5 reasons to love Dublin

Experience the luck of the Irish in person, but leave your heels at home!

By Sarah-Kate Lynch
If you like walking, talking, drinking, eating and laughing, you can’t choose a better holiday destination than Dublin.
1. Walking is king
Dublin has to be one of the most walkable cities in Europe and is therefore one of the cheapest to get around. The blue Aircoach will take you from the airport to the city centre for $12 and there stops your transport spend. If you’re staying relatively centrally, you can explore the bars, restaurants, museums, parks and the River Liffey all on foot. I would, however, suggest you bring a raincoat and an extra layer – even in the summer. You come here for the craic (fun), not the tan, although on a sunny day, there’s nothing nicer than soaking up a few rays on the grass in Stephen’s Green.
2. Easy living
The Brooks Hotel on Drury Street looks fairly ordinary from the outside, but it has seriously lovely rooms, a good breakfast, free Wi-Fi and a gym (so I believe), not to mention a gorgeous basement lounge, ideal for putting your feet up on a squashy couch between walks. It’s five minutes away from the Trinity College Aircoach stop, so it’s easily manageable, even with 20 kilograms of luggage. Drury Street itself is now a thriving food and drink precinct, so you can’t beat the location. My Dublin friend Yetti came and stayed with me here during my visit and we both loved it.
Performers entertain the crowds at the bustling shopping mecca of Grafton Street.
3. The Irish Whiskey Museum
It was a harder sell getting Yetti to this little pearler across the road from Trinity College. She was convinced it would be lame as all get out, but in fact, it was brilliant. Inside the small, new, modern museum, tours start on the half hour and include the (until recently) somewhat woeful history of Irish whiskey, as well as clever interactive displays and, hurrah, a tasting. In the ’80s, Ireland was down to just two whiskey distillers, but now it’s once again giving scotch a run for its money. Intent on doing our research thoroughly, we finished our visit with an iced Irish coffee in the bar – a perfect breakfast drink as it turns out.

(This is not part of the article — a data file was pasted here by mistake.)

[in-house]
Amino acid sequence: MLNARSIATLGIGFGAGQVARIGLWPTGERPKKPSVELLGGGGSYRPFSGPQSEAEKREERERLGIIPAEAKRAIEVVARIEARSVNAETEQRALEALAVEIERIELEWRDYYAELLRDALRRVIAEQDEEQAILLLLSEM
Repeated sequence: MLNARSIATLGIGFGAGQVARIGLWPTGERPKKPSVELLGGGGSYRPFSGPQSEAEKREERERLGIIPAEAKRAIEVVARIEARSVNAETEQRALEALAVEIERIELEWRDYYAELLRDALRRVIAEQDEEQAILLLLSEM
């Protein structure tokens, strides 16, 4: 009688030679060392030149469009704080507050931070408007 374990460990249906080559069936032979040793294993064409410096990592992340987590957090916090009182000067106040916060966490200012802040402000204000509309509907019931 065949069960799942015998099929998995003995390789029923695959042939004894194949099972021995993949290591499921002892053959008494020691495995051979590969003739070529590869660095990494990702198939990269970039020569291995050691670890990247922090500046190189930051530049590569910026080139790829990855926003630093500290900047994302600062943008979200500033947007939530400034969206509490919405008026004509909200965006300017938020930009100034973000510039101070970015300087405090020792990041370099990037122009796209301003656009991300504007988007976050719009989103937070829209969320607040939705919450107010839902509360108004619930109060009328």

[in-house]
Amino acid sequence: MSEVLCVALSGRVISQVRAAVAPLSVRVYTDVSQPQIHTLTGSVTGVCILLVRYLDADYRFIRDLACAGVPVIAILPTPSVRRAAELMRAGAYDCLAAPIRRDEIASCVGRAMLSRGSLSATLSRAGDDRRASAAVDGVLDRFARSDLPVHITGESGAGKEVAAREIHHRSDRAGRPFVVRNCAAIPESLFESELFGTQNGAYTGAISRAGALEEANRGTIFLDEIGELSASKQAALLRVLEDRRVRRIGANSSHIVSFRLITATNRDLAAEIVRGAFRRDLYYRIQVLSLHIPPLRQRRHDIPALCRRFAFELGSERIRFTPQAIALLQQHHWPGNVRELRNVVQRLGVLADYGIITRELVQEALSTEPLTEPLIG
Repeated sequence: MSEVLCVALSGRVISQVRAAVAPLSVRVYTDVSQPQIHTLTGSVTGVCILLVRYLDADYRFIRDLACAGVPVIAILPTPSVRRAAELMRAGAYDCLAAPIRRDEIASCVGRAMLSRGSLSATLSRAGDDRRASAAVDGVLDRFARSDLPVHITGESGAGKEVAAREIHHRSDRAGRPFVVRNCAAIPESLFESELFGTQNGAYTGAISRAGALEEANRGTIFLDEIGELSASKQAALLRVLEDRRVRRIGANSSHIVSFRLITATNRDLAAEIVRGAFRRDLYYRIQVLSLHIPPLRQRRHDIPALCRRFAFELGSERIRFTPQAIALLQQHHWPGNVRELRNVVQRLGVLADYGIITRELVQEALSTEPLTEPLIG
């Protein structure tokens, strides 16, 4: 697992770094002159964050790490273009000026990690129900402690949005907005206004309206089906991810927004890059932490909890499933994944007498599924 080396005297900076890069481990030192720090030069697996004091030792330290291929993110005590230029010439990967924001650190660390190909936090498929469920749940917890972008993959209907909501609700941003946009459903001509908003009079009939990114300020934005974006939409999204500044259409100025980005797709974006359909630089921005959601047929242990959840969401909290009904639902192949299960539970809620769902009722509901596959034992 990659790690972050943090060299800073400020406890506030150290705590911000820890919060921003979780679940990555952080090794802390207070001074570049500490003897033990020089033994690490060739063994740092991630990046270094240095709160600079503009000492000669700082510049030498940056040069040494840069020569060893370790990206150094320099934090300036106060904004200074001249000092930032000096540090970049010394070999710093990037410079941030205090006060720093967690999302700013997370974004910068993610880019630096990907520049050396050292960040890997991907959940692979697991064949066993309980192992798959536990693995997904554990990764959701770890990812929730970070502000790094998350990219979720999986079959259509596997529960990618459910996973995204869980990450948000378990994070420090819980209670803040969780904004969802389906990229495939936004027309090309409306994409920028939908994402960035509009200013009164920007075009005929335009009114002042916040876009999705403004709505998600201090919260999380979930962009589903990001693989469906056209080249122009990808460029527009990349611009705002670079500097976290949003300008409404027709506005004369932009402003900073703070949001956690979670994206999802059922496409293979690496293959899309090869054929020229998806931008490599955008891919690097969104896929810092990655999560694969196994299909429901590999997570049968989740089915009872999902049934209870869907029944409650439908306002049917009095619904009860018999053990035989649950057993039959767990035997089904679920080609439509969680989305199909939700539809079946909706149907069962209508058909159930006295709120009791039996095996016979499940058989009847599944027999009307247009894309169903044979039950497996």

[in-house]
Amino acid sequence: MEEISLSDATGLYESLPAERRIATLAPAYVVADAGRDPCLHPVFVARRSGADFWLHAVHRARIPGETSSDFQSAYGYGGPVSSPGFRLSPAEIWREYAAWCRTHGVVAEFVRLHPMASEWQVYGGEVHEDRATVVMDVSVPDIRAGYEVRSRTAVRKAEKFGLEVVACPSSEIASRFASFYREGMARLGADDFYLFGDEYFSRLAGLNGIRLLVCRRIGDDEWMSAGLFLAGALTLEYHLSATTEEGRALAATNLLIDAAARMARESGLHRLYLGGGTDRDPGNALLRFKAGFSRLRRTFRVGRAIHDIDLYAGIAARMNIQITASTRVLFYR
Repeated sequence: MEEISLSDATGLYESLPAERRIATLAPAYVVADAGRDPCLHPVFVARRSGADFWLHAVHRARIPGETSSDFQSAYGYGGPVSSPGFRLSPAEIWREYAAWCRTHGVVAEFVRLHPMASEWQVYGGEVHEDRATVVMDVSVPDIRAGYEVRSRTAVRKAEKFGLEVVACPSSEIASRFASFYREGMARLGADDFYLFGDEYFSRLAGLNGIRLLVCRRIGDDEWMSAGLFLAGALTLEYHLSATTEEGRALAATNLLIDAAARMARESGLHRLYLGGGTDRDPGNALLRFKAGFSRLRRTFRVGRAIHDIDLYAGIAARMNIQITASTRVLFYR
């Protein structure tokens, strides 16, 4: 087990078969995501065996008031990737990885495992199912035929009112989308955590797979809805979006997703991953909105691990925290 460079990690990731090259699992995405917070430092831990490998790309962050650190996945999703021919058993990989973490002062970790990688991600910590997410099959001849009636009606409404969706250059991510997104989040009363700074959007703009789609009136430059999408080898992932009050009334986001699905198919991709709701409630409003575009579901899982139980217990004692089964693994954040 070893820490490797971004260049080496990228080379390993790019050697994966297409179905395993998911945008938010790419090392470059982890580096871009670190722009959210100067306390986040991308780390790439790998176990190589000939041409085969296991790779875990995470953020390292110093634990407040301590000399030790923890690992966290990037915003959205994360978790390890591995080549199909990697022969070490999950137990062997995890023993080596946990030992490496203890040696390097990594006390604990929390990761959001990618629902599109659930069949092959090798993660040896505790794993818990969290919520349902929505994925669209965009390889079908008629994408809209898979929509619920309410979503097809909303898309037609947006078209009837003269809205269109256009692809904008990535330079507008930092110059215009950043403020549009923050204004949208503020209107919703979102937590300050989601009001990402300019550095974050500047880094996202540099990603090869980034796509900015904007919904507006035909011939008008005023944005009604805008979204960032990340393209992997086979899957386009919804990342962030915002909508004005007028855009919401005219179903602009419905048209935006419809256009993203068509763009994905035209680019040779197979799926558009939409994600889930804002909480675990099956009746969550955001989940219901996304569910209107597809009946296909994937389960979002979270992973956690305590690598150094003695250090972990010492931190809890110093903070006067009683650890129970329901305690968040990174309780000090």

Breakfast is served at the Irish Whiskey Museum – and it’s sure to warm up your next walk.
4. Trinkets and trends
So you’ve watched the buskers on Grafton Street, had a jar at an old city pub, walked over the Liffey on the Ha’penny Bridge (pictured above) and dropped into Dublinea to check out the city’s Viking history (they came to Ireland for the weather, silly sods – no wonder they only lasted a few hundred years). But moving on, it’s time to hit the Irish shops on Nassau Street. Kilkenny Shop has a selection of local designs, jewellery and Waterford crystal, and not too far away, you’ll find the House of Names, where you can find your family coat of arms to take home to granny. Dunnes Stores is also worth a peek, should you be passing. This Irish chain has recently been revamped and the clothes are great value.
5. Set dancing
If you turn up at O’Shea’s pub, down on the Liffey, at 10pm each Monday, you can get yourself a free lesson in set dancing. As fiddlers play rousing Irish music, locals and tourists meet on the small but lively dance floor for a jig or two. Alternatively, you can nip across the road to the Brazen Head, Dublin’s oldest pub, for a night of storytelling and ballads. There’s nothing like having an insider on the ground and, thanks to Yetti, I made many discoveries. Wait ’til I tell you about my boozy favourites!

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